LASCO, the Large Angle and Spectrometric Coronagraph has recorded over 1.5 million images since the mission started. During a Reddit AMA this week to celebrate the anniversary, Battams was asked if has any favorite images.
“There have been so many mind-blowing images that I absolutely cannot pick a single one,” he said. But he highlighted two favorites. The first is one from the LASCO C2 coronagraph, and was taken 1998, below. It shows a stunning helical structure in a coronal mass ejection (CME).
LASCO C2 coronagraph image from 1998, showing a stunning helical structure in a coronal mass ejection (CME). Credit: SOHO/ESA/NASA.
The second one shows a CME reaching out towards comet C/2002 V1 (NEAT) back in 2003. “This was a rare instance where the CME actually passed right over the comet and we saw a little interaction between the CME and the comet tail,” Battams said during the AMA. “CMEs are entirely harmless to comets structurally, but the magnetic field embedded in them can mess around with dust in the comet tails.”
SOHO LASCO image of a coronal mass ejection and comet C/2002 V1 (NEAT) back 2003. Credit: SOHO/ESA/NASA.
But SOHO’s 25 years haven’t been with a few nail-biting incidents. Two and a half years after launch, in June 1998, the mission almost ended following a routine spacecraft maneuver. Contact was lost, the mission was thought to be over. But the engineering and science teams worked painstakingly for three months, and finally used a technique called bistatic radar to find and re-establish contact with SOHO.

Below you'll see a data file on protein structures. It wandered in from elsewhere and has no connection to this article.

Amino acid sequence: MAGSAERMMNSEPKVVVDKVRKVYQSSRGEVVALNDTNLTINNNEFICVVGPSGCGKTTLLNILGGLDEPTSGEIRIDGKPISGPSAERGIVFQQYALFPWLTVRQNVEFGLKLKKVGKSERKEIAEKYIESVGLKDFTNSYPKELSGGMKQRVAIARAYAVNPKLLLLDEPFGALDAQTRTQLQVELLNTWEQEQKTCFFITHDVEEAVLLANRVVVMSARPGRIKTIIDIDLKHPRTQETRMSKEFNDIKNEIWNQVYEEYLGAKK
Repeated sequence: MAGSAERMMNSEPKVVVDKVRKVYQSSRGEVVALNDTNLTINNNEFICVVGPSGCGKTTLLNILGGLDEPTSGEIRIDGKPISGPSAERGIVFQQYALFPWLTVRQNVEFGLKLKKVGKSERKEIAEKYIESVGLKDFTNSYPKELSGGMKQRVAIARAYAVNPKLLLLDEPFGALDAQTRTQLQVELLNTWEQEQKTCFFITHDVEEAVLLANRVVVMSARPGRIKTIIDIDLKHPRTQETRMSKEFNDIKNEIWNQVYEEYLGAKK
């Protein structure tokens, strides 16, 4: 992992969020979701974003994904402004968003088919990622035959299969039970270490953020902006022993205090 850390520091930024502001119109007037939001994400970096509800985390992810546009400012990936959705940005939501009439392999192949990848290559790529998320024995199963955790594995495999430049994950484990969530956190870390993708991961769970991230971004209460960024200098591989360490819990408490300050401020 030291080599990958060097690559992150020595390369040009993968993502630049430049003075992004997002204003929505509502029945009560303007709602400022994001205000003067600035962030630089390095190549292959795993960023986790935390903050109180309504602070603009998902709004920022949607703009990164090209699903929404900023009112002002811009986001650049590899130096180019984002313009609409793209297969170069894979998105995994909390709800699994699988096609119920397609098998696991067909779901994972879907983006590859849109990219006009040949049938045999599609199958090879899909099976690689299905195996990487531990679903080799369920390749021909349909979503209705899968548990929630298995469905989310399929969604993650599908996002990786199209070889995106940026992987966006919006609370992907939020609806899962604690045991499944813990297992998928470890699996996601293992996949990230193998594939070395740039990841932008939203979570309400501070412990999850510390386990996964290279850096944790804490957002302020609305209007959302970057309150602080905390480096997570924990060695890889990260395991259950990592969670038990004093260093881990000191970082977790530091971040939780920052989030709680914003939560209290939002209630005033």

They used the Arecibo Observatory in Puerto Rico to transmit a signal toward SOHO and one of the Deep Space Network dishes in Goldstone, California acted as a receiver, locating the spacecraft’s echo and tracking it using radar techniques. The team managed to bring the mission back online, with all of the instruments surviving the extreme temperatures of the blackout. The rescue was one of the most dramatic rescue actions in space, perhaps second only to Apollo 13.
But then – just a month after the spacecraft was back online — all three of the spacecraft’s stabilizing gyroscopes failed, igniting a new race against time to save the mission. The team developed new software that could control SOHO without the need of gyroscopes, and the spacecraft was returned to full operations.
But ever since, SOHO has remained a stalwart and is now working in concert with other solar missions, such as the Solar Dynamics Observatory, STEREO, and the Parker Solar Probehttps://www.universetoday.com/146962/parker-solar-probe-gives-a-unique-perspective-on-comet-neowise/. The SOHO team hopes that in five years, we can celebrate more new imagery and data on the mission’s 30th anniversary.
SOHO 25th anniversary poster. Credit: ESA/NASA
Read this ESA article for more info about SOHO’s 25th anniversary.
The lead image of this article is a montage of 25 images captured by the spacecraft’s Extreme Ultraviolet Imaging Telescope provides a snapshot of the changing face of our Sun. The individual images show gas with a temperature of about two million degrees Celsius in the Sun’s atmosphere, or corona, which extends millions of kilometres from the Sun. The brightest images occur around the time of solar maximum, when the Sun’s magnetic field is strongest and highly dynamic, changing its configuration and releasing energy into space.